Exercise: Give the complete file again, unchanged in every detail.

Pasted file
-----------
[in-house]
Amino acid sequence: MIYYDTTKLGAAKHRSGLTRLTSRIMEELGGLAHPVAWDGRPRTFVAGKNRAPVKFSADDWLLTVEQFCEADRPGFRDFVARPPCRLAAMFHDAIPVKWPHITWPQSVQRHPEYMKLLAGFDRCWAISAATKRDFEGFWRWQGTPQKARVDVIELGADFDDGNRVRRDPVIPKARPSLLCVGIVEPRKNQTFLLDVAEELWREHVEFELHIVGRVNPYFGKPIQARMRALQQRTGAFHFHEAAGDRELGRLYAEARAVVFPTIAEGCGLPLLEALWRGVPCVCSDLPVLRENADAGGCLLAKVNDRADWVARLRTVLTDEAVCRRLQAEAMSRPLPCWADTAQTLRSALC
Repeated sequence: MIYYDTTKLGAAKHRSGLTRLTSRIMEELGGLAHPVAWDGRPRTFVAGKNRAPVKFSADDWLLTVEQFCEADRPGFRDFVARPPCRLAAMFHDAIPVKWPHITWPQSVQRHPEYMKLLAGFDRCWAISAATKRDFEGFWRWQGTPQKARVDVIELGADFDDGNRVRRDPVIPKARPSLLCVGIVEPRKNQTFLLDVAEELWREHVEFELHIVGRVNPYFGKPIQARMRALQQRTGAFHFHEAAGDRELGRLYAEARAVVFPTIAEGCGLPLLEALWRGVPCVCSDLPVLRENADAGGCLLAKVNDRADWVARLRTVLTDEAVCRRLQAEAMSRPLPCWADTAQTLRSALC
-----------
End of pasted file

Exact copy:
[in-house]
Amino acid sequence: MIYYDTTKLGAAKHRSGLTRLTSRIMEELGGLAHPVAWDGRPRTFVAGKNRAPVKFSADDWLLTVEQFCEADRPGFRDFVARPPCRLAAMFHDAIPVKWPHITWPQSVQRHPEYMKLLAGFDRCWAISAATKRDFEGFWRWQGTPQKARVDVIELGADFDDGNRVRRDPVIPKARPSLLCVGIVEPRKNQTFLLDVAEELWREHVEFELHIVGRVNPYFGKPIQARMRALQQRTGAFHFHEAAGDRELGRLYAEARAVVFPTIAEGCGLPLLEALWRGVPCVCSDLPVLRENADAGGCLLAKVNDRADWVARLRTVLTDEAVCRRLQAEAMSRPLPCWADTAQTLRSALC
Repeated sequence: MIYYDTTKLGAAKHRSGLTRLTSRIMEELGGLAHPVAWDGRPRTFVAGKNRAPVKFSADDWLLTVEQFCEADRPGFRDFVARPPCRLAAMFHDAIPVKWPHITWPQSVQRHPEYMKLLAGFDRCWAISAATKRDFEGFWRWQGTPQKARVDVIELGADFDDGNRVRRDPVIPKARPSLLCVGIVEPRKNQTFLLDVAEELWREHVEFELHIVGRVNPYFGKPIQARMRALQQRTGAFHFHEAAGDRELGRLYAEARAVVFPTIAEGCGLPLLEALWRGVPCVCSDLPVLRENADAGGCLLAKVNDRADWVARLRTVLTDEAVCRRLQAEAMSRPLPCWADTAQTLRSALC